In 1988, after working as a clinical nurse in the University Health System at UC San Francisco, Lucy Andrews started understanding home care.

She became a discharge planner and immediately fell in love with the concept of home care and the autonomous clinical practice it affords nurses. Dr. Lucy was hooked and has been a strong supporter of home care ever since.Believing people need advocates in healthcare systems, she has championed that cause across the acute care and post-acute care setting.

Dr. Lucy has worked in every aspect of home care from Medicare Certified, DME, Infusion, Hospice and finally Private Duty/Private Pay services. She also works as a home care consultant across the country and as a legal nurse consultant for the home care industry.

Having worked in all areas of home care, Dr. Lucy has a well-rounded perspective of the challenges facing patients, families and the home care industry, and as a provider she advocates for patients through the maze of health care services. Dr. Lucy celebrated over 37 years as a nurse and patient advocate.

Dr. Lucy has a Baccalaureate Degree in Nursing from Lewis University, Romeoville, Illinois.In 1994, she received her Masters of Science in Health Service Administration from St. Mary's University, Moraga, California. Dr. Lucy received her Doctor of Nursing Practice awarded in 2016, graduating with Distinction and a 4.0 GPA.

She did her doctoral work on the global dementia crisis, aging and prevention strategies for healthy living. Developed dementia and Alzheimer's disease plans for aging patients leaving the hospital setting or entering long-term care or home health and hospice environments. She also developed a specialized program for those at risk for dementia and Alzheimer’s disease.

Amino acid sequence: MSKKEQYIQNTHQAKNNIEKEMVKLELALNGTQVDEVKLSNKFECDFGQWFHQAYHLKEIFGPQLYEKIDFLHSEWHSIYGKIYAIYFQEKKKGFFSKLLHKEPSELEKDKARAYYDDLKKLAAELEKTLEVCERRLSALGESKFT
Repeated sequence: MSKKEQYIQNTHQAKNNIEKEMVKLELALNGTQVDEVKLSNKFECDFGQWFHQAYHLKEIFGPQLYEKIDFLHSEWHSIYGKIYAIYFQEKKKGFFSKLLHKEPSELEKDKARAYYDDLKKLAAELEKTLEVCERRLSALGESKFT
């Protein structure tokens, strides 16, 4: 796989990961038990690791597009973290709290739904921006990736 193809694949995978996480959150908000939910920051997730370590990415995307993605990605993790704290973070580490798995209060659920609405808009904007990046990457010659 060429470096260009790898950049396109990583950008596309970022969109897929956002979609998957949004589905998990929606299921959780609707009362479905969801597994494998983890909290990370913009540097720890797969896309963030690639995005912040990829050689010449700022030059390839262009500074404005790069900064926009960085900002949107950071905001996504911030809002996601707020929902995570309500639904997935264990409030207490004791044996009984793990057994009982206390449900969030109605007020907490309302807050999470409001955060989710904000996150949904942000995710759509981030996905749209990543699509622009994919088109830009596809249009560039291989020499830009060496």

In 1992, Dr. Lucy was designated CAHSAH Certified Home Care Administrator in the inaugural offering of this designation through the California Association for Health Services at Home (CAHSAH).

She is the founder and CEO of Creative Solutions Home Care Consulting Services and At Your Service Nursing & Home Care, a concierge nursing & home care agency that provides the services she believes are essential for seniors to age in place.She offers a higher level of care allowing people to be in their own homes with an emphasis on independence, safety, and quality of life.

Dr. Lucy is the Vice Chair of the Board of Directors for the National Association for Home Care and Hospice (NAHC) and sits on the Board of Directors for California Association for Health Services at Home (CAHSAH).

She has served on the boards for both state and national board associations, and is currently on the following boards and committees: Board of Directors, California State Association for Health Services at Home (CAHSAH), 2002-present, National Association for Home Care and Hospice (NAHC's) Private Duty Home Care Association Director, and multiple state and national home care committees.

Dr. Lucy goes to Washington, DC, several times a year to advocate for senior services and home care issues. She was past Commissioner for the Sonoma Commission on Human Rights.She is past chair of the local Senior Advocacy Services.